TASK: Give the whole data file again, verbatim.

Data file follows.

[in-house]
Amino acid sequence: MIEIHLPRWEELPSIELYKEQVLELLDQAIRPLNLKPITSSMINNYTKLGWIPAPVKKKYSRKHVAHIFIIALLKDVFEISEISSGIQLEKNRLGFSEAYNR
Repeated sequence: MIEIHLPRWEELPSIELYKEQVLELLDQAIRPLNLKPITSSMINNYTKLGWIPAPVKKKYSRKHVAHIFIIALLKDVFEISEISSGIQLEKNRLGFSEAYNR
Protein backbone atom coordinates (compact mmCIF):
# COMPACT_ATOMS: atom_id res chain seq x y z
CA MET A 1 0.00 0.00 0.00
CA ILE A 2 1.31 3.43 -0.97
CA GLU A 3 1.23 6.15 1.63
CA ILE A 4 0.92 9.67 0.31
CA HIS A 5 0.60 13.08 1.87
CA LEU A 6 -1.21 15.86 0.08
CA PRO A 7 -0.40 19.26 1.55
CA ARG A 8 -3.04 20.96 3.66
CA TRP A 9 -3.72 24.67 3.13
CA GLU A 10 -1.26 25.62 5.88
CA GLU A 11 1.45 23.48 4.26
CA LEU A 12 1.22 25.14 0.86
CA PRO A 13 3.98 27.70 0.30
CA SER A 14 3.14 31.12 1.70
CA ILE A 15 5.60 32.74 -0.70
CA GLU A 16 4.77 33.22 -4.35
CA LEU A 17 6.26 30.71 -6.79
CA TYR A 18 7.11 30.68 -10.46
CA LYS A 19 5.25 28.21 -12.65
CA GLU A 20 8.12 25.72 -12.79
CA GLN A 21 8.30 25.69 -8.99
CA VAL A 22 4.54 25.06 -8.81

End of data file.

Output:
[in-house]
Amino acid sequence: MIEIHLPRWEELPSIELYKEQVLELLDQAIRPLNLKPITSSMINNYTKLGWIPAPVKKKYSRKHVAHIFIIALLKDVFEISEISSGIQLEKNRLGFSEAYNR
Repeated sequence: MIEIHLPRWEELPSIELYKEQVLELLDQAIRPLNLKPITSSMINNYTKLGWIPAPVKKKYSRKHVAHIFIIALLKDVFEISEISSGIQLEKNRLGFSEAYNR
Protein backbone atom coordinates (compact mmCIF):
# COMPACT_ATOMS: atom_id res chain seq x y z
CA MET A 1 0.00 0.00 0.00
CA ILE A 2 1.31 3.43 -0.97
CA GLU A 3 1.23 6.15 1.63
CA ILE A 4 0.92 9.67 0.31
CA HIS A 5 0.60 13.08 1.87
CA LEU A 6 -1.21 15.86 0.08
CA PRO A 7 -0.40 19.26 1.55
CA ARG A 8 -3.04 20.96 3.66
CA TRP A 9 -3.72 24.67 3.13
CA GLU A 10 -1.26 25.62 5.88
CA GLU A 11 1.45 23.48 4.26
CA LEU A 12 1.22 25.14 0.86
CA PRO A 13 3.98 27.70 0.30
CA SER A 14 3.14 31.12 1.70
CA ILE A 15 5.60 32.74 -0.70
CA GLU A 16 4.77 33.22 -4.35
CA LEU A 17 6.26 30.71 -6.79
CA TYR A 18 7.11 30.68 -10.46
CA LYS A 19 5.25 28.21 -12.65
CA GLU A 20 8.12 25.72 -12.79
CA GLN A 21 8.30 25.69 -8.99
CA VAL A 22 4.54 25.06 -8.81